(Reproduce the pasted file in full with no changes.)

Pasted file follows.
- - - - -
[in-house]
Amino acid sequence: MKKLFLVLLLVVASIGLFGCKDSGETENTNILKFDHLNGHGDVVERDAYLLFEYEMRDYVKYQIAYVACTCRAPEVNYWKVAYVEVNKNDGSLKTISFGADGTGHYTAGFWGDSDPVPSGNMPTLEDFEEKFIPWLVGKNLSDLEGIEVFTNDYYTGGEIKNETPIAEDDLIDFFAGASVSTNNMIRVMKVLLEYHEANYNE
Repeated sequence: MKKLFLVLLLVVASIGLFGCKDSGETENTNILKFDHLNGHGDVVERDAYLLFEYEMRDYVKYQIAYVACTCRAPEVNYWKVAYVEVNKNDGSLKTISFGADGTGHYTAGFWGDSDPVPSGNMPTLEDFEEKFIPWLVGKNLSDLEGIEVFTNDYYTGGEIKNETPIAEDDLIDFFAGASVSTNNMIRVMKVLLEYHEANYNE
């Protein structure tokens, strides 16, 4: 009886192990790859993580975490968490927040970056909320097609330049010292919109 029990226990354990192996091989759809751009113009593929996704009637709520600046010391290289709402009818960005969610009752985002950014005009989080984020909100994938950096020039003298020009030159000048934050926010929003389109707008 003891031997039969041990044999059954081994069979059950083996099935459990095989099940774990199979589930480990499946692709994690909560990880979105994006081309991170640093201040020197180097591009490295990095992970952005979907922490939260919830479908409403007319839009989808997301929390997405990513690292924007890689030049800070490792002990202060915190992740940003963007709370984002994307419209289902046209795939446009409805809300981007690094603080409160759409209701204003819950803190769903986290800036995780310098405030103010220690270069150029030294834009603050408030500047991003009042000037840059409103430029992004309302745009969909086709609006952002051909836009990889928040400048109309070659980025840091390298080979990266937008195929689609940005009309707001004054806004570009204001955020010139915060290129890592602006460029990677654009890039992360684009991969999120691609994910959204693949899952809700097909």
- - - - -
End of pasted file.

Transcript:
[in-house]
Amino acid sequence: MKKLFLVLLLVVASIGLFGCKDSGETENTNILKFDHLNGHGDVVERDAYLLFEYEMRDYVKYQIAYVACTCRAPEVNYWKVAYVEVNKNDGSLKTISFGADGTGHYTAGFWGDSDPVPSGNMPTLEDFEEKFIPWLVGKNLSDLEGIEVFTNDYYTGGEIKNETPIAEDDLIDFFAGASVSTNNMIRVMKVLLEYHEANYNE
Repeated sequence: MKKLFLVLLLVVASIGLFGCKDSGETENTNILKFDHLNGHGDVVERDAYLLFEYEMRDYVKYQIAYVACTCRAPEVNYWKVAYVEVNKNDGSLKTISFGADGTGHYTAGFWGDSDPVPSGNMPTLEDFEEKFIPWLVGKNLSDLEGIEVFTNDYYTGGEIKNETPIAEDDLIDFFAGASVSTNNMIRVMKVLLEYHEANYNE
């Protein structure tokens, strides 16, 4: 009886192990790859993580975490968490927040970056909320097609330049010292919109 029990226990354990192996091989759809751009113009593929996704009637709520600046010391290289709402009818960005969610009752985002950014005009989080984020909100994938950096020039003298020009030159000048934050926010929003389109707008 003891031997039969041990044999059954081994069979059950083996099935459990095989099940774990199979589930480990499946692709994690909560990880979105994006081309991170640093201040020197180097591009490295990095992970952005979907922490939260919830479908409403007319839009989808997301929390997405990513690292924007890689030049800070490792002990202060915190992740940003963007709370984002994307419209289902046209795939446009409805809300981007690094603080409160759409209701204003819950803190769903986290800036995780310098405030103010220690270069150029030294834009603050408030500047991003009042000037840059409103430029992004309302745009969909086709609006952002051909836009990889928040400048109309070659980025840091390298080979990266937008195929689609940005009309707001004054806004570009204001955020010139915060290129890592602006460029990677654009890039992360684009991969999120691609994910959204693949899952809700097909």